Instead, using the above mentioned deliberate discovery techniques I could see that students arrivated at a much deeper understanding of the domain, and what problem they are solving for the customer. The seminars with the customer were quite lively and many discussions were happening between the customer and the teams - exactly the thing you want to elicit in an agile setting.
Teams also were requested to work on basic requirements artifacts such as User Stories, a first-shot Domain Model as well as UI/UX designs. However, they were not marked, but only seen as a starting point for when the implementation phase starts. This created a first shot and understanding for the teams, which was further iterated upon in the following sprints.
Students needed to start the implementation with a specific architecture, which is well suited for the problem and domain. Generally, in an agile process, one does some form of architectural prototyping if there is uncertainty as to which architecture might be suitable. In this course this is too early for the students, as they have just learned OO and do know nothing about architectures yet, nor do we have the time for such prototyping. Therefore, we decide for them for a monolithic 4-layered Hexagonal architecture (Presentation/Application/Domain/Infrastructure), implemented with Spring Boots Dependency Injection.
This kind of architecture is widely used and serves the purpose of a server-side rendered app very well, striking a balance between pragmatism and complexity. Yes, Microservices are probably the current state-of-the-art and hype but there is simply no way for 3rd/4th semester undergrads to touch them and their inherent, tremendous complexity (we treat Microservices architectures in a postgraduate course).
To implement the hexagonal aspect, the Inversion of Control container Spring Boot is used, which simplifies the whole configuration and set up tremendously. This also allows me to teach the fundamentally important concept of Dependency Injection in a properly applied context.
We implemented a fully agile process using Scrum. For that we coupled the project with another course in the same semester, called Agile Project Management by the amazing Peter Stadelwieser. In this other course they apply scrum and project management techniques to the software engineering group project such as selecting a Scrum Master, Daily Scrums, interacting with the Customer, creating estimations, writing User Stories, Retrospectives, Planing Poker, Sprint Planing,…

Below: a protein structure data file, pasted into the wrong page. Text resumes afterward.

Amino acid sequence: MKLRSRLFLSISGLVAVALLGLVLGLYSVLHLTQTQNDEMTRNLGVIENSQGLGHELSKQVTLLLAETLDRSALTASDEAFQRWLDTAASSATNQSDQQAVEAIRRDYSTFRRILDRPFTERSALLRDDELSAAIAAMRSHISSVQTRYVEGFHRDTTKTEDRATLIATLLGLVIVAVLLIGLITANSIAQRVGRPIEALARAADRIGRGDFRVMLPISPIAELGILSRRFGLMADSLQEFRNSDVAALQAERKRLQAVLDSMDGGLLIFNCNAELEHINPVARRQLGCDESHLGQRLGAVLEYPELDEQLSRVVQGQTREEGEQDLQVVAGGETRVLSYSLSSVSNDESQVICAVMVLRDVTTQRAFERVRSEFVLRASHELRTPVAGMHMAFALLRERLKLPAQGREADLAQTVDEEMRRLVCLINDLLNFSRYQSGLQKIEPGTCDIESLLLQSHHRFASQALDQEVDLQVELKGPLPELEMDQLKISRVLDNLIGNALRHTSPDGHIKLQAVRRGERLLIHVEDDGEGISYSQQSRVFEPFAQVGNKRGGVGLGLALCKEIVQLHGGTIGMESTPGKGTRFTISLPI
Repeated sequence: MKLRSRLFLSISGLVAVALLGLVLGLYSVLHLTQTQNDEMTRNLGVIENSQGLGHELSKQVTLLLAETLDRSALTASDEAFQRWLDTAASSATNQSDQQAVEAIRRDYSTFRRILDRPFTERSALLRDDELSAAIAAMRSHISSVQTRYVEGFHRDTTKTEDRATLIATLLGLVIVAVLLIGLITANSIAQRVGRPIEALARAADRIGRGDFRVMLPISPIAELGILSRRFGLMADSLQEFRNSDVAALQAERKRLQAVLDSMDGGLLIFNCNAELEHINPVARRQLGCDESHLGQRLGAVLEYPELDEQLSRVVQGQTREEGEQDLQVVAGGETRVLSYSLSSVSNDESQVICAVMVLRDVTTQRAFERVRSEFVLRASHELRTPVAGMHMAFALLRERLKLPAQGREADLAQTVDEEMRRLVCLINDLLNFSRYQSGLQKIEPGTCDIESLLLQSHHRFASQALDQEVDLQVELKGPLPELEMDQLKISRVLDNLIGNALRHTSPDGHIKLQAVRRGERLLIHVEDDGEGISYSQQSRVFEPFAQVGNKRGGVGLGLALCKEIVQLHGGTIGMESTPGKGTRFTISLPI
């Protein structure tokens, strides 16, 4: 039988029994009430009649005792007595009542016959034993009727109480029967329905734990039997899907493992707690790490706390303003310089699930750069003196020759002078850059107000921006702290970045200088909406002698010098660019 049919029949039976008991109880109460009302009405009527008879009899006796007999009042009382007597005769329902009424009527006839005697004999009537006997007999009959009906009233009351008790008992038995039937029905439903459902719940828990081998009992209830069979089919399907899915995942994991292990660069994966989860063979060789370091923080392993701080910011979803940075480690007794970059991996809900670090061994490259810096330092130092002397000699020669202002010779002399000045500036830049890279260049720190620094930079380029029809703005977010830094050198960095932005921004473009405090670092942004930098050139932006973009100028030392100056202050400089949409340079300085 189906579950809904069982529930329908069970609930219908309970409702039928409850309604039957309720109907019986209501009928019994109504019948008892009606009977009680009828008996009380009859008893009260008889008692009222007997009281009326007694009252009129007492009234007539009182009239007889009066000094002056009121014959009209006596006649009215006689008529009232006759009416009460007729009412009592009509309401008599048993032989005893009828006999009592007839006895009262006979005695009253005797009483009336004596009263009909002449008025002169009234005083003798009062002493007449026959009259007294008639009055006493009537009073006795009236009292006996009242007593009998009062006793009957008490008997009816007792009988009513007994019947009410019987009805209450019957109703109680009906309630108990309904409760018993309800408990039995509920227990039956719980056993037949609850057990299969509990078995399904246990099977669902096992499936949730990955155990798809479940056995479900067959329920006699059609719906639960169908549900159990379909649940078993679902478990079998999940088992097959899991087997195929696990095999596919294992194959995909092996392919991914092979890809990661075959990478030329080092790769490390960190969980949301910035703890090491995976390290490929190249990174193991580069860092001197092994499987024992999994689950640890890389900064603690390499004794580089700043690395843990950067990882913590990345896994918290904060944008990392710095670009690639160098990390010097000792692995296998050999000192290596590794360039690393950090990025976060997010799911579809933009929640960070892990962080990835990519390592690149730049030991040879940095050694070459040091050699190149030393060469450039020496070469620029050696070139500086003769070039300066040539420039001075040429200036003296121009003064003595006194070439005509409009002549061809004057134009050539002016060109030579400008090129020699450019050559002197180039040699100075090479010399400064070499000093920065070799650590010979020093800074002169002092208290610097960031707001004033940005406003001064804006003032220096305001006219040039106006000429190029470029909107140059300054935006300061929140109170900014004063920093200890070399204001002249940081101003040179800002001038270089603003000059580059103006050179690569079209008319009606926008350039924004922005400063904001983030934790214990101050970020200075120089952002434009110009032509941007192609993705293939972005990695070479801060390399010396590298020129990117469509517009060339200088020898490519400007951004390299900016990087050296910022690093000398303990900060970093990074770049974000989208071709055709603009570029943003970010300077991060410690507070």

A thing which agile processes fundamentally accept is that each team is different, so the process has to be adopted to each team and adjusted slightly. We did the same thing, providing the teams with the broad goals but gave teams certain freedom on when they implement certain features, as well as how exactly they split the work amongst each other, and how properly they followed Scrum practises.
When you teach software engineering to students, there needs to be a big deal of the course devoted to Software Design. There exist various methodologies such as Object-Oriented Analysis and Design, however I believe that DDD is the most modern, and most industry-relevant methodology, worth teaching in such a context.
Obviously full-blown DDD with in-depth Strategic Design is far beyond the scope of an undergraduate course, so I only touched briefly on Bounded Contexts and put the main emphasis on the Tactical Patterns. The Tactical Patterns I cover in-depth: Value Objects, Entities, Aggregates, Domain Events, Domain Services, Factories and Repositories. I require students to design the Domain Layer of the 4-layered architecture following tactical DDD principles.
In the 3rd phase of the project students need to start writing tests, ideally in a TDD fashion. It is not possible to enforce a TDD approach in such a course, because you can always write tests after you implemented a feature, but I require a complete test coverage of the most important functionality: the essential methods of the Domain Model as well as all methods of the Application Layer including exceptions. What we are ignoring are any view-related tests.
In phase 4 the students need to implement an SPA on top of the existing architecture, therefore they are implementing a few RESTful endpoints. These I require the teams to test using Spring Boots helpful testing facilities.
Patterns are part of the standard repertoire of each Software Engineering course, as well as each developers toolbox in the industry. I have read and heard ocasionally opinions that (GoF) patterns are now obsolete and should not be taught anymore. To such opinions I can only say that they simply do not know what they are talking about and have problably never properly understood nor used design patterns in their life or on an industry level. I do not want to discuss in any depth why design patterns matter but the reason why I teach them in this course is that they are still (very) relevant in the industry and that it deepens the students OO skills and abstraction abilities and thinking tremendously. If someone has finished a Computer Science degreee and never heard of the Observer Pattern I seriously doubt the value of this education (no I do not want to get into a general discussion about the value of todays university system and education, which I agree is in some way fundamentally broken, but that is a topic for another blog post).